• The number of positions made available under the military spouse hiring authority,
  • the number of applications submitted under the military spouse hiring authority,
  • the number of military spouses appointed under the military spouse hiring authority during the preceding fiscal year, and
  • actions taken to advertise the military spouse hiring authority, and any other actions taken to promote the hiring of military spouses.

OPM is proposing to amend its regulations to add this requirement to the permanent text. OPM proposes to amend its permanent regulations to add a new paragraph (h) to align with this provision.

Agencies will have to decide how they will keep track of the information collected from the effective date of E.O. 13832, to the effective date of this proposal as this E.O. required agencies to begin reporting by December 2019. The timeframes regarding OPM's issuance of final regulations for this hiring authority does not impact the reporting date required by the E.O.

As stated in E.O. 13832 dated May 9, 2018, agencies are required to begin reporting to OPM and the Department of Labor in Fiscal Year 2019, by December 31 of each year. On March 1, 2019, and September 27, 2019, OPM issued Memorandums for Human Resources Directors advising agencies that they must submit reports no later than December 31, 2019. As a reminder, these OPM policy guidance memorandums, which include information on agency reporting requirements, are located on the OPM website, on the Chief Human Capital Officer's webpage at: https://www.chcoc.gov/​content/​recent-changes-noncompetitive-hiring-authority-military-spouses and https://www.chcoc.gov/​content/​agency-non-competitive-hiring-authority-military-spouses-annual-reporting. As contained in proposed section 315.612(h)(1), E.O. 13832 further requires agencies to report separately to the Department of Labor. OPM will remind agencies of this requirement in its supplemental policy Q&A guidance.

The FY 2019 NDAA, discussed immediately below, contained a temporary reporting requirement, apparently limited to the spouses of current members of the Armed Forces on active duty, regardless of whether or not they relocate with the member. See Public Law 115-232 section 573(d) (Aug. 13, 2018). That temporary reporting requirement overlaps the requirement in the E.O. to a degree but is also somewhat different. In other words, the data being reported is a subset of the data being reported in accordance with the E.O. We discuss our resolution of these separate requirements below.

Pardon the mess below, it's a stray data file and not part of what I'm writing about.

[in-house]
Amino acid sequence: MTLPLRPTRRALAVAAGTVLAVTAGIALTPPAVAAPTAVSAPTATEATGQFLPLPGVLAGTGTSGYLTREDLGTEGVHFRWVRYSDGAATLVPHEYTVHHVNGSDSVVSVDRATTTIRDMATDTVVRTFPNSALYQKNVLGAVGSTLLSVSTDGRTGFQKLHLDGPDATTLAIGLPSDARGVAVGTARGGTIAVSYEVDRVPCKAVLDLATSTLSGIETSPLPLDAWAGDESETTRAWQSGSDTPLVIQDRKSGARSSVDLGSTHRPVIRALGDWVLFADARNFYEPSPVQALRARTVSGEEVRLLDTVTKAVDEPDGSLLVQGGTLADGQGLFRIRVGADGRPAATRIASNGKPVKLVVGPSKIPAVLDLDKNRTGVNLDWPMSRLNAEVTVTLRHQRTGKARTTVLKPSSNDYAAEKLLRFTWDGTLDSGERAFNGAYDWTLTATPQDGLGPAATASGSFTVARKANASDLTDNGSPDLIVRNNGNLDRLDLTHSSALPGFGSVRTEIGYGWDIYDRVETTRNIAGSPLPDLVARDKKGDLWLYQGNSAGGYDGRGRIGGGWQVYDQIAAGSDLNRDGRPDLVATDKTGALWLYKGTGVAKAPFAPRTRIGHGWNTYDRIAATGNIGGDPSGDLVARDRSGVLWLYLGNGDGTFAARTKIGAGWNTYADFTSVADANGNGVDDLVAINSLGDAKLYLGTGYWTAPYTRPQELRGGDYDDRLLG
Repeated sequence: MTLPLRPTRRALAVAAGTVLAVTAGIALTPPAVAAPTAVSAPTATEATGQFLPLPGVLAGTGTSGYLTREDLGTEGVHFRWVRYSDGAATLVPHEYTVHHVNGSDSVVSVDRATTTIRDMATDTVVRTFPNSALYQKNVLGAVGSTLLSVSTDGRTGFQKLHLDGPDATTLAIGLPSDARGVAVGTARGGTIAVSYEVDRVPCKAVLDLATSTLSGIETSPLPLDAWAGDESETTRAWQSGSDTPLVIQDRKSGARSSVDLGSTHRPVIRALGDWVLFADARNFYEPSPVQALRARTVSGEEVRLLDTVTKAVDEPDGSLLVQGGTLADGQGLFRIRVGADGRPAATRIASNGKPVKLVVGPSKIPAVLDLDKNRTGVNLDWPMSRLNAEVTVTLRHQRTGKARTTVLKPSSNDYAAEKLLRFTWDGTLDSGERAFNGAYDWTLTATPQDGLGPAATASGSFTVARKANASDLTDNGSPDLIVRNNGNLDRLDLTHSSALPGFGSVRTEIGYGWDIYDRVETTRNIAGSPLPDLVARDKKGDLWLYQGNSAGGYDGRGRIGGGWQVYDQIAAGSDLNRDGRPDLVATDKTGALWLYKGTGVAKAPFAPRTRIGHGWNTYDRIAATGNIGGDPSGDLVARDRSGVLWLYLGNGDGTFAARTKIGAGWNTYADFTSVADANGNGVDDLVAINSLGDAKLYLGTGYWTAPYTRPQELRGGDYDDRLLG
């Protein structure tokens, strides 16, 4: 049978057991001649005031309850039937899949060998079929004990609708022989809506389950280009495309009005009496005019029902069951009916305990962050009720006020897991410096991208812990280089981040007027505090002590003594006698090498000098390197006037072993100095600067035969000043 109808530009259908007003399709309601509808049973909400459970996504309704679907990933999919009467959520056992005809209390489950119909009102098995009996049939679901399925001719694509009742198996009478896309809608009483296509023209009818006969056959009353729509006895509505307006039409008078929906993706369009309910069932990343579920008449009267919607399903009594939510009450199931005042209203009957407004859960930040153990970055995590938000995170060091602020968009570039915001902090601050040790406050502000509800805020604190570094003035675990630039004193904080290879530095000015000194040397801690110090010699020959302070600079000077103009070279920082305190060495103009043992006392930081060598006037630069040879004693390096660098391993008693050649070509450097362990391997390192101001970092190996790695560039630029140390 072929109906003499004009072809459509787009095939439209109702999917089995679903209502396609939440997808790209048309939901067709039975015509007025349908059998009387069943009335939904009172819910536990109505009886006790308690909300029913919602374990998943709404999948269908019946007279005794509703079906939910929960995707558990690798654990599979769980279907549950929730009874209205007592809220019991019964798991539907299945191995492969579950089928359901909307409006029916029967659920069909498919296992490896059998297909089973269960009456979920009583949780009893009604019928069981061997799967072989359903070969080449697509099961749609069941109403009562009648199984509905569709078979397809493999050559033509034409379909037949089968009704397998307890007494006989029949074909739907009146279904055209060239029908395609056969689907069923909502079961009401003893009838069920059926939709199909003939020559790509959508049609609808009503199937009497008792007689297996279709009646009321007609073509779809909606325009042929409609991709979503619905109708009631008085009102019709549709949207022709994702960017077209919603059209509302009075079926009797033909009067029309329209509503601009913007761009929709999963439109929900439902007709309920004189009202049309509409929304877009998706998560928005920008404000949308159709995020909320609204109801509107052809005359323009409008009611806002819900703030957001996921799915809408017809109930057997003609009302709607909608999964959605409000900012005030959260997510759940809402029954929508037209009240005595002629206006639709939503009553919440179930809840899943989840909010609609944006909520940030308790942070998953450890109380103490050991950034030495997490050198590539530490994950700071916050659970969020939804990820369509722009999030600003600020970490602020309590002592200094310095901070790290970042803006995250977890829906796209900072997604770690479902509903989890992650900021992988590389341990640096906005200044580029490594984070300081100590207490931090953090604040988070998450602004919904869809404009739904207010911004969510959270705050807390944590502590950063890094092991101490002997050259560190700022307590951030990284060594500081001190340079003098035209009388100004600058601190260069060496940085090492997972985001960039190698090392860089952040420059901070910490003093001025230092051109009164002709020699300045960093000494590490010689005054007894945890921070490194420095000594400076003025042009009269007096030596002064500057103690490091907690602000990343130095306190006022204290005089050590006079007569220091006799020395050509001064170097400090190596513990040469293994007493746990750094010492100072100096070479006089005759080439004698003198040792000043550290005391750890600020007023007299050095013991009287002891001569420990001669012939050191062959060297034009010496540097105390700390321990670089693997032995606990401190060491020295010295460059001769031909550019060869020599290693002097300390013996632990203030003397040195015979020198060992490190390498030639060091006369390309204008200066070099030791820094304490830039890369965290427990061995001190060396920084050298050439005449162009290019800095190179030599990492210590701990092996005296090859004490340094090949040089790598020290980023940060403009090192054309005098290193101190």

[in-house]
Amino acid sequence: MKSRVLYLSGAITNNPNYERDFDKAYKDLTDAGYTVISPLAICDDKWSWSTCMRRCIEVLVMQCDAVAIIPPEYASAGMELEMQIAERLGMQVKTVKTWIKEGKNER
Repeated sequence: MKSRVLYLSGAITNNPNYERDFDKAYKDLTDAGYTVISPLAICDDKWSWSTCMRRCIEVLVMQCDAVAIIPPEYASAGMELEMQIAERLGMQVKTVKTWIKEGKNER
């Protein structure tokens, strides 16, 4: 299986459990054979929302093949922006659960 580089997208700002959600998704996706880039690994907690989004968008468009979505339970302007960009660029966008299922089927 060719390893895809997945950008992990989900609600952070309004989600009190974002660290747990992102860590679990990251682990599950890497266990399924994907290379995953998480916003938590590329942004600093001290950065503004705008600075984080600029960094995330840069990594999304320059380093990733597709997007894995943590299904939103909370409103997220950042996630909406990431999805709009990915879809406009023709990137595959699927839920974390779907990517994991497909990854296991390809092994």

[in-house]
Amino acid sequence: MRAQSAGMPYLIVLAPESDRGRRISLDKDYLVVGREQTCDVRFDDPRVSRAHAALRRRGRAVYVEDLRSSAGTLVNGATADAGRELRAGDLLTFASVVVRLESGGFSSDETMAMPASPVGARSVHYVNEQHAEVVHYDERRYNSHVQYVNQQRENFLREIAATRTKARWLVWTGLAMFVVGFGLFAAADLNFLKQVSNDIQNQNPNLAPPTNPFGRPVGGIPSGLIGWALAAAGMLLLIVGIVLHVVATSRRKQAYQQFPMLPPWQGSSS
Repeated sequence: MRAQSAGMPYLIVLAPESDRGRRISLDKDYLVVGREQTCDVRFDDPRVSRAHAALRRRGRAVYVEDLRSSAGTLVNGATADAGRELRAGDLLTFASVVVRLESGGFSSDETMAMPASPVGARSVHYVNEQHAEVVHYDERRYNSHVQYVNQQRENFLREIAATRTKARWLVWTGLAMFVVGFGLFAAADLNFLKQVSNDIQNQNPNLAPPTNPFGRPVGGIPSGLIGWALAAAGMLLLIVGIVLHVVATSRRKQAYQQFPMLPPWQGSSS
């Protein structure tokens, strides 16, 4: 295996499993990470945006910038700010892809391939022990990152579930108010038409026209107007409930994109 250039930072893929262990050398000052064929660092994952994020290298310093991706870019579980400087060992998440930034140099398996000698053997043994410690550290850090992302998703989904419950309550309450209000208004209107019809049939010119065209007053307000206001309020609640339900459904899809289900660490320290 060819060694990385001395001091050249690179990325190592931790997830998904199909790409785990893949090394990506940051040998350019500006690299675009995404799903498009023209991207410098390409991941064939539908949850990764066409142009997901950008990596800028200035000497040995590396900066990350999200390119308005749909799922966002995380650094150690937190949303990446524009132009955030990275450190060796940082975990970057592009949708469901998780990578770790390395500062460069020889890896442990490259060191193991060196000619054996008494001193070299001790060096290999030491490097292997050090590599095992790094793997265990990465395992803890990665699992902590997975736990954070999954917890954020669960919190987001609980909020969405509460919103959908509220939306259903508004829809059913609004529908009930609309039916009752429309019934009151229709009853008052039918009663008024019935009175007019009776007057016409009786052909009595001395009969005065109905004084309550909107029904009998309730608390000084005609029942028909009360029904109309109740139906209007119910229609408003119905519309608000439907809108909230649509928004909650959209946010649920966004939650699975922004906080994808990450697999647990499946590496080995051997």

FY 2019 NDAA

On August 13, 2018, the President signed the FY 2019 NDAA. Section 573 of the NDAA, which sunsets in five years from the date of enactment (i.e., the end of the day on August 12, 2023), temporarily amends several provisions of 5 U.S.C. 3330d, governing the military spouse noncompetitive hiring authority, including the need for spouses of members currently on active duty to meet existing eligibility criteria relating to relocation pursuant to PCS Start Printed Page 32306orders. Section 573(a) eliminates the eligibility criterion that was based on the contingency that the spouse was relocating with a military member on PCS orders and replaced it with one that includes all spouses of members of the armed forces on active duty. Section 573(a) also eliminates 5.U.S.C. 3330d(c), Special rules regarding relocating spouses. In accordance with revised 5 U.S.C. 3330d(b), the head of an agency may now appoint noncompetitively: The spouse of a member of the armed forces on active duty, or a spouse of a 100 percent disabled or deceased member of the armed forces. The NDAA makes any spouse of a military member on active duty eligible for noncompetitive appointment under this hiring authority and eliminates geographic restrictions that would otherwise apply under the statute.

On March 1, 2019, OPM issued a Memorandum for Chief Human Capital Officers advising of two provisions (FY 2019 NDAA and E.O. 13832) that would significantly impact this hiring authority; and imposes temporary reporting requirements. As another reminder, OPM encourages readers to view OPM's more detailed policy guidance at: https://www.chcoc.gov/​content/​recent-changes-noncompetitive-hiring-authority-military-spouses.

Because of the sunset provision, OPM's proposed rule provides both for temporary exceptions to the permanent rules necessitated by the FY 2019 NDAA and for eventual changes to the permanent regulations, which will be revived on August 13, 2023 but which do not yet conform to changes effected by the FY 2013 and 2017 NDAAs. These changes appear at §§ 315.612(a) Agency Authority, 315.612(b) Definitions, 315.612(c) Eligibility, 315.612(d) Conditions, and 315.612(e) Proof of Eligibility. Renumbering of these sections is proposed where appropriate. The definition of Permanent change of station was intentionally removed as it no longer applies for the next five years (i.e., until August 13, 2023).